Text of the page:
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Karina Eisner
Posted over 2 years ago
Africa does not need any more aid to develop, it needs moral support and guidance to harness her resources to develop
An excellent approach to empowering Africa (and beyond) coming up with solutions from the inside is the work that The Elders are doing. Look into it :-) " The group was initiated by Richard Branson and musician and human rights activist Peter Gabriel [...] to contribute their wisdom and independent leadership to address the world's toughest problems. Mandela announced the formation of this new group, The Elders, in a speech he delivered on the occasion of his 89th birthday.Archbishop Tutu serves as the chair of The Elders. The founding members of this group include nobel prizes Jimmy Carter, Kofi Annan, Muhammad Yunus, Martti Ahtisaari, Kofi Annan, Aung San Suu Kyi, and also Graça Machel, Ela Bhatt, Gro Harlem Brundtland, Li Zhaoxing, Mary Robinson and Fernando Henrique Cardoso." (Wikipedia)
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Karina Eisner
Posted over 2 years ago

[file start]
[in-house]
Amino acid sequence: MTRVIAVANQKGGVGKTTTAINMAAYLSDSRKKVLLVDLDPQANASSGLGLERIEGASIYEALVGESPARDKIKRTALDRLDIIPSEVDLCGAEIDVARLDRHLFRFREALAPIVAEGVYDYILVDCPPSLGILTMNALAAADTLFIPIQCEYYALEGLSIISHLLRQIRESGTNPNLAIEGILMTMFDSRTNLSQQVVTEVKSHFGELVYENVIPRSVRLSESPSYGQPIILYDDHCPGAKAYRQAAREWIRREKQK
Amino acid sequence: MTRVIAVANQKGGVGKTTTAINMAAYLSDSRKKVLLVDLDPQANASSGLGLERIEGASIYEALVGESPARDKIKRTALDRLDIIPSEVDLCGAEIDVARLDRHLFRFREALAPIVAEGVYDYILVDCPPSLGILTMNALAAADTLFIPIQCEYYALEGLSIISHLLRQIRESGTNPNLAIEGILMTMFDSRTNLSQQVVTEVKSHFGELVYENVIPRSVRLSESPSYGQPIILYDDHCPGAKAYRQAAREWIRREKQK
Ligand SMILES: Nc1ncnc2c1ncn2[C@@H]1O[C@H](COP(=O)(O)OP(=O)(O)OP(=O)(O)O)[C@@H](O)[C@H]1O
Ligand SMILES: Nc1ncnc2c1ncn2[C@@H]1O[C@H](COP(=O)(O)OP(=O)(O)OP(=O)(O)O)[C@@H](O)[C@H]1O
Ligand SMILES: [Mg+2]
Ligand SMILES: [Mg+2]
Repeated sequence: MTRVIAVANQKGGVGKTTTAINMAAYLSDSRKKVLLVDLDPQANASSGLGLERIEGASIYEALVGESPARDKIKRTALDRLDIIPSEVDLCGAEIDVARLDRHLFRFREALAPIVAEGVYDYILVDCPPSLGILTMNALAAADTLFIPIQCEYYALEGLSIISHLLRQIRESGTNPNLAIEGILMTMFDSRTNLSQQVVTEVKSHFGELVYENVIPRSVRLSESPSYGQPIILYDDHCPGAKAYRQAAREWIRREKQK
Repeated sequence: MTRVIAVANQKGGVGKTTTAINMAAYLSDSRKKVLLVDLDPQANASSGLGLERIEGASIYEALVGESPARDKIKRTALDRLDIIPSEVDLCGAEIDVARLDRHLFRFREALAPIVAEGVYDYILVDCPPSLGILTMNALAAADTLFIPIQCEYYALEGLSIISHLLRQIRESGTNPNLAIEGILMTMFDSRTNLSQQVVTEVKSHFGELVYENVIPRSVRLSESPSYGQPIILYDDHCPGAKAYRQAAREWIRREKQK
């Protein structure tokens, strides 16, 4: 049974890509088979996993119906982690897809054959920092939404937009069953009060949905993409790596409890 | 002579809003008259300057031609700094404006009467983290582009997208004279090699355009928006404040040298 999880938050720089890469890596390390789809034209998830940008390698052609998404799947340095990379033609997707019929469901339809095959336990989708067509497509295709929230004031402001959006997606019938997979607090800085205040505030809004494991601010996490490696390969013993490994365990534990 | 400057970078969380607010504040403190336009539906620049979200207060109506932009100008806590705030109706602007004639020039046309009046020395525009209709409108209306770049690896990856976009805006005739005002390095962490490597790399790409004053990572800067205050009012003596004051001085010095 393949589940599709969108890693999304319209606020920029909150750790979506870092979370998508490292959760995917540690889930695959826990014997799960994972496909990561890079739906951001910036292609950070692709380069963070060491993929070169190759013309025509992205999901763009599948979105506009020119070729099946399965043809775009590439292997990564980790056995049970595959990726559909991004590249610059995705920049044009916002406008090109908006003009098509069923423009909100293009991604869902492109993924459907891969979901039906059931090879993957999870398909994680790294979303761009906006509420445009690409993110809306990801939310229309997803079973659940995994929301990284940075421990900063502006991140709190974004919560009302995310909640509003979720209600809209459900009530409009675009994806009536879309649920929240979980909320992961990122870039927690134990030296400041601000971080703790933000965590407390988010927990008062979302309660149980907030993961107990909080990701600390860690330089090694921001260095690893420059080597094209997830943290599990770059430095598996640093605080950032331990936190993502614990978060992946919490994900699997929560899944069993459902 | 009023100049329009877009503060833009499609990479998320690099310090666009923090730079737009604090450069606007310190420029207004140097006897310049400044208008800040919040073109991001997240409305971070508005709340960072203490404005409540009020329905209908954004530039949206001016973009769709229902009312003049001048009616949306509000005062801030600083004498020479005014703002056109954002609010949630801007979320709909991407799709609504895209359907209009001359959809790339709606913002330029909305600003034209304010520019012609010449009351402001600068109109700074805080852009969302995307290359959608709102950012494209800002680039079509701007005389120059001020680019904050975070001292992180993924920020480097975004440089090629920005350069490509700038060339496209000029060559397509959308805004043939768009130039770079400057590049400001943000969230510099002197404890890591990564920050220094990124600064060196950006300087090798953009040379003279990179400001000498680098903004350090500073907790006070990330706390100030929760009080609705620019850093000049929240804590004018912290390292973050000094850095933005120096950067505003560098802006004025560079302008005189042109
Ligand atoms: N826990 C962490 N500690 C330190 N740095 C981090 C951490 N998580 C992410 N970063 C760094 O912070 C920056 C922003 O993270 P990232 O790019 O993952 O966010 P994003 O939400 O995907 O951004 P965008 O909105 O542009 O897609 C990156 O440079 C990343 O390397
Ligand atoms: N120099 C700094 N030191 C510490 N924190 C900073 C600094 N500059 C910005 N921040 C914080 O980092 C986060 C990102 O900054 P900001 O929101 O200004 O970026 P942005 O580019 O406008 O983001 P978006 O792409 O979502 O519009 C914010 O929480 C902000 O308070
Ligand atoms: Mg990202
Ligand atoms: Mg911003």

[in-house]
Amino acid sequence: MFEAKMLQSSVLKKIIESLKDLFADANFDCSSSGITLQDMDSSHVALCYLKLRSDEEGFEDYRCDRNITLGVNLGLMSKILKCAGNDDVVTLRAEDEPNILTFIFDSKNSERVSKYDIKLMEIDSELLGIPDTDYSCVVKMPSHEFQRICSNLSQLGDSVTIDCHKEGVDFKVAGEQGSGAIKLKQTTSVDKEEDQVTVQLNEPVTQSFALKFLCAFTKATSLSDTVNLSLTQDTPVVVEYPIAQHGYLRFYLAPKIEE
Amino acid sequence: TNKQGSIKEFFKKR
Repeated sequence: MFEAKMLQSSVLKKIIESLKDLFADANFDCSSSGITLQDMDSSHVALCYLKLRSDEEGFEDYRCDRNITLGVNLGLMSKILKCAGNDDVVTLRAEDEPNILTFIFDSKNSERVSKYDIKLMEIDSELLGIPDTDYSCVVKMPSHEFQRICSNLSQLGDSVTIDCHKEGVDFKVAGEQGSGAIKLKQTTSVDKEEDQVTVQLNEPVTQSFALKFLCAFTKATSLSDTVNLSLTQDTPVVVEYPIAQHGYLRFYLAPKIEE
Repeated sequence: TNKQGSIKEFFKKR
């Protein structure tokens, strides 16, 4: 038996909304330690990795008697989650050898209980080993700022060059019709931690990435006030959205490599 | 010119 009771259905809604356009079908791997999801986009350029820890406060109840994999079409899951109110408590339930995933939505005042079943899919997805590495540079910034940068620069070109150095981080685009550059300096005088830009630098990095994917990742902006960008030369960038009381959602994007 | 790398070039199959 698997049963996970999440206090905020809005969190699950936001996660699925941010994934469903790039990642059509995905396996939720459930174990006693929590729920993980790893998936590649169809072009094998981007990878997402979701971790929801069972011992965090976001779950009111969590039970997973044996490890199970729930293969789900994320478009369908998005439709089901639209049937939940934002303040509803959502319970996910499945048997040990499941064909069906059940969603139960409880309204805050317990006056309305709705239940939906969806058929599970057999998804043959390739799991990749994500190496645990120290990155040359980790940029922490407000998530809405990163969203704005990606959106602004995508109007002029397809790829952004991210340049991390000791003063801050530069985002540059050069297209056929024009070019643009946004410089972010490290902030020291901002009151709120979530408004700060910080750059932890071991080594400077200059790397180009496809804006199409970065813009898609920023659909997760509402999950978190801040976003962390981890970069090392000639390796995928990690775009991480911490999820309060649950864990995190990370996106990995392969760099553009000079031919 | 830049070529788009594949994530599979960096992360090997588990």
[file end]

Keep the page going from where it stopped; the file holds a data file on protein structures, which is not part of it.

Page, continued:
What do you have to be grateful for today?
Mark, "Where I come from, random strangers don't ask me that, know what I mean?" Well, TED is different, here people care. Sit back and just read, let it play in your ears until you feel safe knowing that yes, there are those who care about total strangers and spend time brainstorming and networking in order to help them.
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Karina Eisner
Posted over 2 years ago
How do you motivate large quantities of people to participate in something? -----An example is voting.-----
"I wonder what percentage of people who do vote, vote with all the information they should have to make the right choices" You make a very good point. I think the problem is often not on the side of the voter, but on the quality, quantity and honesty of the information available. We seem to switch channels to find the exact same coverage of exactly the same event, form exactly the same angle. Pre-screened, edited and copy pasted... I often go to so called "sources" (Reuters, Associated Press...) only to find very limited coverage, if at all, of significant current events. Not what it used to be. Aren't PR, marketing and branding the main campaign expenses in the race? I tell ya, not like the old days...